China's stock market was quieter on Wednesday, and U.S. stocks are eking out more gains: The Dow Jones Industrial Average (DJINDICES:^DJI) and the benchmark S&P 500 index (SNPINDEX:^GSPC) are up 0.35% and 0.38%, respectively, at 1:20 p.m. EDT.
Bank of America's efforts to maintain CEO Brian Moynihan in his role as chairman of the bank's board has suffered another setback as proxy advisory company Glass Lewis recommended shareholders vote against a proposal this month to allow the dual role.
B of A's board elected Moynihan to the chairman's role on Oct. 1 last year. The "promotion" was announced without any justification in a press release. The announcement did not specify that the election was only possible after the board approved a change to the bank's corporate bylaws, which had previously required the chairman to be "independent" of the company. That change was revealed in a user-unfriendly filing with the Securities and Exchange Commission.
Shareholders approved the requirement to split the roles in a 2009 vote at the apex of the financial crisis; despite this, the board somehow thought it was appropriate to reverse that vote without any consultation, even informal, with shareholders.
The board was then forced to put the dual role to a shareholder vote once large shareholders voiced their discontent (of course, the dual role was by then a fait accompli).
I agree with my Foolish colleague John Maxfield that this month's vote isn't a referendum on Moynihan's job performance. This is how Berkshire Hathaway CEO Warren Buffett rated that performance at the beginning of 2012 (my emphasis):
I think [Brian Moynihan] got handed a terrible situation, with all of the problems -- particularly of Countrywide more than anything else, but some of their own, too. So he was handed a mess. [...] And what he has done is he's working through the problems he inherited, and you can't do them in a day or in a week or a month, particularly ones that involve litigation. He's pared off some of the assets that aren't central to it. He's done exactly what I would do if I was in there.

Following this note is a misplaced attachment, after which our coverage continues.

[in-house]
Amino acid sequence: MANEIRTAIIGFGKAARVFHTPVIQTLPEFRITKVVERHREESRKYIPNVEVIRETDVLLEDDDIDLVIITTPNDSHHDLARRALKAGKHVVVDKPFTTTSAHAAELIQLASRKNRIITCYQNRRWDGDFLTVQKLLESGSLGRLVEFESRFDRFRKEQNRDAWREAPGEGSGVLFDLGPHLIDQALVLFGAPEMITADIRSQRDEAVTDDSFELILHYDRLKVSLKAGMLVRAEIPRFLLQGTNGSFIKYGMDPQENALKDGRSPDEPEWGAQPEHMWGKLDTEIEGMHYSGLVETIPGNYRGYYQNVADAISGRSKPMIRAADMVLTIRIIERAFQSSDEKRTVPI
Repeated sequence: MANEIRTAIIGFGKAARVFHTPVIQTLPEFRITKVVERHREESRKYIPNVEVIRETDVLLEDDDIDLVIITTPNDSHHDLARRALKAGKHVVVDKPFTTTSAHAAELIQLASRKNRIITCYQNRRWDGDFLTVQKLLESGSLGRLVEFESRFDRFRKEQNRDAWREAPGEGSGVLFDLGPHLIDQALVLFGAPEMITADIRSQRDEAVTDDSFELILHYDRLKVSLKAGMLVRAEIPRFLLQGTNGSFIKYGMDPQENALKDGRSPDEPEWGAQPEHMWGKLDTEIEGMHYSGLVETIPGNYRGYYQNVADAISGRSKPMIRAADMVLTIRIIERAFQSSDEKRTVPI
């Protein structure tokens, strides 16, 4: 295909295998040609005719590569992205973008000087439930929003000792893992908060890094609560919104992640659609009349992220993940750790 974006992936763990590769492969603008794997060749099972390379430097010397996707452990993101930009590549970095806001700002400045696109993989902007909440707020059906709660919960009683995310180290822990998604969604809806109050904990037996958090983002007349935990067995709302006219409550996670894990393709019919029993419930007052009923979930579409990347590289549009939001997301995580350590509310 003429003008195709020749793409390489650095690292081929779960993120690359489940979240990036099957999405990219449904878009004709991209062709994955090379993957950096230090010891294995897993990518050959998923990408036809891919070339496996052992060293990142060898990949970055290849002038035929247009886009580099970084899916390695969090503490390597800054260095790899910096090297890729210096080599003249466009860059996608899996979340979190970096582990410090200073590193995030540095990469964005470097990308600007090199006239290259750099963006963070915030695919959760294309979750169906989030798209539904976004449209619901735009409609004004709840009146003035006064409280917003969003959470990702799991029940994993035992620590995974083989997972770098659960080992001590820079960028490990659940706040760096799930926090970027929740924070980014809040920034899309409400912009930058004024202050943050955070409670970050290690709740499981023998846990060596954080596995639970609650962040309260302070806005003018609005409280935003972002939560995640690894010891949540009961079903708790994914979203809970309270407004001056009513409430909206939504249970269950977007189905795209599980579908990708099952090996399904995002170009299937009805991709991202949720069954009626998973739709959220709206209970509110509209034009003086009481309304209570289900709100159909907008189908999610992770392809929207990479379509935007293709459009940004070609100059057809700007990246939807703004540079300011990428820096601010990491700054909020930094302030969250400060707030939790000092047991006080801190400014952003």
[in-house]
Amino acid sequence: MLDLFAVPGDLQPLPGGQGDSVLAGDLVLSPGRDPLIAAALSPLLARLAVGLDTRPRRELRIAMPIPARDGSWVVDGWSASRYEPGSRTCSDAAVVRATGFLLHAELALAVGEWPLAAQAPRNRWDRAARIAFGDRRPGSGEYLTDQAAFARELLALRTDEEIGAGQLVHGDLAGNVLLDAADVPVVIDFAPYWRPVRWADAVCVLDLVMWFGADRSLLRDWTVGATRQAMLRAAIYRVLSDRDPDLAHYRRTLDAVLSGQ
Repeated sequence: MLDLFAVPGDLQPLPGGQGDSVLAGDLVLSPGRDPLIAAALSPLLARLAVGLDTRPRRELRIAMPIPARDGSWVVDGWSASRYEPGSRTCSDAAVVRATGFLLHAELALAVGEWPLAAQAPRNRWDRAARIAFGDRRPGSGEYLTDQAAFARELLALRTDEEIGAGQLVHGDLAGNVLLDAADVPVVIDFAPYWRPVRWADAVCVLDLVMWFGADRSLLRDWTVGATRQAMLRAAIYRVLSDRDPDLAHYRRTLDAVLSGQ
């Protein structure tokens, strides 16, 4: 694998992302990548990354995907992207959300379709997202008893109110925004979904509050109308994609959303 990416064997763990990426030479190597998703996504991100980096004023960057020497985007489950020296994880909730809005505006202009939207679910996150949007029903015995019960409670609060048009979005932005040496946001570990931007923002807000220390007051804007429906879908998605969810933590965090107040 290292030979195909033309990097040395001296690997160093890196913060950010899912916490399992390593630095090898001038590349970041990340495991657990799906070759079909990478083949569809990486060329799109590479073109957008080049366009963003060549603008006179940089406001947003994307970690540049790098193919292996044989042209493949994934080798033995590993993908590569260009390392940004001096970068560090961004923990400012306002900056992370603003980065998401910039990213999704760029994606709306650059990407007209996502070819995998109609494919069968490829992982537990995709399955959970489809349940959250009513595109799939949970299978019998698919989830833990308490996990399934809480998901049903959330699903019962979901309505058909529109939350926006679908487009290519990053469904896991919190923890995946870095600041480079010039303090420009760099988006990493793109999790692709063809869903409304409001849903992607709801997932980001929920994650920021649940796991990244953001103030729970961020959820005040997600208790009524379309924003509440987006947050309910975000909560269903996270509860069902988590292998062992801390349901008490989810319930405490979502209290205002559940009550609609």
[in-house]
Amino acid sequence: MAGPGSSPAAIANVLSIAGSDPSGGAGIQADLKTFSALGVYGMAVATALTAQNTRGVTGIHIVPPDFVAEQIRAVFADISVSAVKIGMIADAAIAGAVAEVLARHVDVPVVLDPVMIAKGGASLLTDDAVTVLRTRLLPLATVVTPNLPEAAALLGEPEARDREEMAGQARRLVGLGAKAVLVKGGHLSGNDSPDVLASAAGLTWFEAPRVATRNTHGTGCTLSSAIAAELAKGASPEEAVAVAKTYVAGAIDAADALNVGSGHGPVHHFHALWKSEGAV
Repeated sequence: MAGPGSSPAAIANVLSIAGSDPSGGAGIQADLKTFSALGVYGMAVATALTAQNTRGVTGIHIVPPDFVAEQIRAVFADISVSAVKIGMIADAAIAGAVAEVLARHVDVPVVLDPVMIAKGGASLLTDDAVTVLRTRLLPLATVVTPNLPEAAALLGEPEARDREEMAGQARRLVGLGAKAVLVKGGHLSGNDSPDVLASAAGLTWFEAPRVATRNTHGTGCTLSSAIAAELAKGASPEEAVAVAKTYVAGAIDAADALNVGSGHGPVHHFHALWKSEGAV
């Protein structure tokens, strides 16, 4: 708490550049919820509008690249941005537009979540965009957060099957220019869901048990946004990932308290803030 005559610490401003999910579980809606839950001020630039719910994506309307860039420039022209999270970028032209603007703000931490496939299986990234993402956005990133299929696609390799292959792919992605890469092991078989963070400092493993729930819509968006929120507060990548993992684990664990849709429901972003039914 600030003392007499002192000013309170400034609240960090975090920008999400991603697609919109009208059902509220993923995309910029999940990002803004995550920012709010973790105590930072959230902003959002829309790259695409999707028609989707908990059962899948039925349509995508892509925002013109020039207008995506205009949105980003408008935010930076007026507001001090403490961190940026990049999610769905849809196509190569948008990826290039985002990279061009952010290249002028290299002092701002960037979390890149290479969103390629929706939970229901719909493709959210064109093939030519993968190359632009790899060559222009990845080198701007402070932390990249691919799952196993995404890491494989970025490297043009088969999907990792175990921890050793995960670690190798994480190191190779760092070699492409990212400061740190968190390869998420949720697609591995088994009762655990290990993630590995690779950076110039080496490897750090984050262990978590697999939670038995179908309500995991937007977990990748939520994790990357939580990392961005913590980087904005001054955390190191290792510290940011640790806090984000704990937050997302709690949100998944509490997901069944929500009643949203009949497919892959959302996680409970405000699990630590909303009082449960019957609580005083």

Berkshire is one of B of A's largest shareholders following a $5 billion "Buffett seal of approval" preferred share investment in 2011. Another large shareholder, CalSTRS, has also praised Moynihan.
My cursory review of the literature suggests that the evidence regarding the impact of combining the roles of chairman and CEO on corporate performance is mixed. As such, I'm willing to acknowledge that it is neutral, on the whole. However, I think there is a stronger rationale for splitting the roles at Bank of America than at almost any other company. Why?
The financial crisis proved in a spectacular fashion that banks, and particularly large banks, play a critical role in the economy... and can represent a substantial threat. As a so-called "global systemically important institution" (G-SSI), B of A is at the heart of that concern. Its status as a G-SSI demands unusual care in terms of independent oversight; an independent chairman is obviously better suited to supporting that imperative.
Would an independent chairman of the board have curtailed former CEO Ken Lewis' unbridled empire-building and prevented B of A from going to the brink of collapse during the crisis? Maybe, maybe not -- we'll never know. One thing we do know: Chairman of the board Ken Lewis was not going to be the one to restrain CEO Ken Lewis.
Alex Dumortier, CFA, has no position in any stocks mentioned. The Motley Fool owns and recommends Berkshire Hathaway. The Motley Fool recommends Bank of America. Try any of our Foolish newsletter services free for 30 days. We Fools may not all hold the same opinions, but we all believe that considering a diverse range of insights makes us better investors. The Motley Fool has a disclosure policy.